DALLAS - America’s libraries are stretching their resources to their limit in the face of extraordinary budgetary challenges. This is especially true of the Dallas public library system, which has made the most of its dwindling funds. In this opinion piece, ALA President Molly Raphael urges Dallas officials to support their public library system. From Jan. 20-24, the American Library Association is holding its Midwinter Meeting in Dallas.
By Molly Raphael
The recession has forced Americans to seek creative ways to stretch our dwindling dollars.
The situation is no different for libraries, which have been affected by funding cuts all across the country. A majority (60 percent) of libraries report flat or decreased operating budgets in FY2011; and 17 state library agencies (34 percent) report they were aware of public library closures in their states in 2010.
Yet the demand for library service continues to increase significantly, as thousands flock to libraries everyday for essential services such as free access to computers, job-seeking and small business resources, literacy programs, lifelong learning, and much more.
Staggering budget cuts have placed libraries in Dallas and nationally in precarious positions. They have responded with determination to maintain their mission and core services to the public, despite shrinking resources. As Corinne Hill, interim director of Dallas Public Library (DPL), said in 2009 media interview, “We will continue to provide excellent customer service to the citizens of Dallas. And we will remain relevant in our communities. We are bigger than our budget.”
Since that time, DPL continues to weather a financial storm that has swept away half of its funding and staff. From 2007 to 2011, the city of Dallas slashed its library support from $32.3 million to just under $19.6 million. Over this five-year period, the library has lost nearly 40 percent of its budget resulting in the loss of more than 80 positions, requiring reductions in open hours and the purchasing of books and other resources.
Despite deep cuts, Dallas Public Library continues to support the community. Last year alone the library received more than 5 million visitors and circulated more than 8.2 million items. Visitors took advantage of free programs ranging from computer and job skills training and English as a Second Language (ESL) classes, to financial literacy including such topics as budgeting and retirement savings. Patrons benefited from everything from free tax help to family literacy programs and assistance with digital downloads.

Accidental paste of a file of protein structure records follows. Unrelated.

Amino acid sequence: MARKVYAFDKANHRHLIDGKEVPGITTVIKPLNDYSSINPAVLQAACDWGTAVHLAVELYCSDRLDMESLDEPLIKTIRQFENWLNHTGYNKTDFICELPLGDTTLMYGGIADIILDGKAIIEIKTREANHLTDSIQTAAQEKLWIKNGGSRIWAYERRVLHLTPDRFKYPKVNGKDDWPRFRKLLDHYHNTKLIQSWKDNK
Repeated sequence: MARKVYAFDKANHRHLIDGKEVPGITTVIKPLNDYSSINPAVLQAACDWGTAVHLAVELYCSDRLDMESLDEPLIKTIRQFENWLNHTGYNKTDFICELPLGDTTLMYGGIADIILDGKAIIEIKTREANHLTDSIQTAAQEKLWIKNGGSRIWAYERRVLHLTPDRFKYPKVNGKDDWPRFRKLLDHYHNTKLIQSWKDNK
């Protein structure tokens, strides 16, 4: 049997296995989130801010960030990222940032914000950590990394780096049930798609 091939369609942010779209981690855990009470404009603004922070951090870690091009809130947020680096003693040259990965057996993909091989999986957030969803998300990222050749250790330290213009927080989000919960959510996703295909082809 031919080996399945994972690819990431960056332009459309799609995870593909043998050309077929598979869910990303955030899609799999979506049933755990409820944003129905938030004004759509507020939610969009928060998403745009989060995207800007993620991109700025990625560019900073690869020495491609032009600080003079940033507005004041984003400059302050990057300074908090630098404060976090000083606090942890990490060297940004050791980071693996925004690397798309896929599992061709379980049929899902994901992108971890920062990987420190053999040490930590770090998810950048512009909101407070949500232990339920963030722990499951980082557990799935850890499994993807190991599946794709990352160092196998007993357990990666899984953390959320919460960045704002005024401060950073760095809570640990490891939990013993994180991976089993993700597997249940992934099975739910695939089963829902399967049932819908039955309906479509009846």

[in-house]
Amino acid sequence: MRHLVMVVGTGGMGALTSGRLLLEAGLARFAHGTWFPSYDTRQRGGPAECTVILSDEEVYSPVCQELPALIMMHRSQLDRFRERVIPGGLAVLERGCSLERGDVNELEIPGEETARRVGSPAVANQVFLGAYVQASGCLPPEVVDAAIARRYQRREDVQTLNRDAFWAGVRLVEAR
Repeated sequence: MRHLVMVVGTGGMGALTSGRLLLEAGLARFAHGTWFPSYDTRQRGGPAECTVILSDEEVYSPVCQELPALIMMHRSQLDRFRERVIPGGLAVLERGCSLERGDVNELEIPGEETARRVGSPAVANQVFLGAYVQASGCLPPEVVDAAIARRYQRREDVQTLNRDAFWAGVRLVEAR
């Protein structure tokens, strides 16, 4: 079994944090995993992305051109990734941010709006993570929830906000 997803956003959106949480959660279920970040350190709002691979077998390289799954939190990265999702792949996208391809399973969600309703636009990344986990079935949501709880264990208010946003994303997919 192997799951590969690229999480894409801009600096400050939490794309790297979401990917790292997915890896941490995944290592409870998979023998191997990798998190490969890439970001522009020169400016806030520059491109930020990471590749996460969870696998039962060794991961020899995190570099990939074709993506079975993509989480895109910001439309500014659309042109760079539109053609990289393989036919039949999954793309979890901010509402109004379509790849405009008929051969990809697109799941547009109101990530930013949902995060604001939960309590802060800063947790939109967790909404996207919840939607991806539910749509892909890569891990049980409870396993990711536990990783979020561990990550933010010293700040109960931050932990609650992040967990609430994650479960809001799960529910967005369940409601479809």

Through innovation and creative financial solutions, the library system has managed to survive, but its ability to keep its head above water should not lead to further cuts. Additional cuts will hinder the system’s mission to link resources and customers to support lifelong learning and enhance lives.
Even though it has worked hard to re-adjust its bookmobile schedule to provide a library presence on Mondays, we must ask, “How can the library fulfill its mission if all but three of its 27 branches are closed on Monday, and only two branches are open on Sundays?”
Such a reduction in hours means thousands of lost opportunities to connect patrons with needed resources and services. Not only is access to materials limited, but the size of the library’s collection is dwindling as the library struggles to find funding to replace worn materials. New titles are becoming dearer, and patrons must add their name to long waiting lists to borrow new books or other items.
Now, once again local leaders are considering the upcoming budget. The library has shown it is committed to streamlining operations and meeting financial challenges with innovation and collaboration, but a library’s resources and creativity can be stretched only so far.
Dallas Public Library needs our support. As local leaders work to develop a budget, we ask that they see libraries as part of the solution and restore funding. We must not turn a blind eye as Dallas leaders shelve the value of library service. Our communities must stand up for their libraries.
Molly Raphael, is the president of the American Library Association (ALA), the oldest and largest library association in the world. Its mission is to promote the highest quality library and information services and public access to information for all. Raphael will join more than 10,000 librarians, publishers, authors and guests for the ALA Midwinter Meeting taking place from Jan. 20 – 24 at the Dallas Convention Center.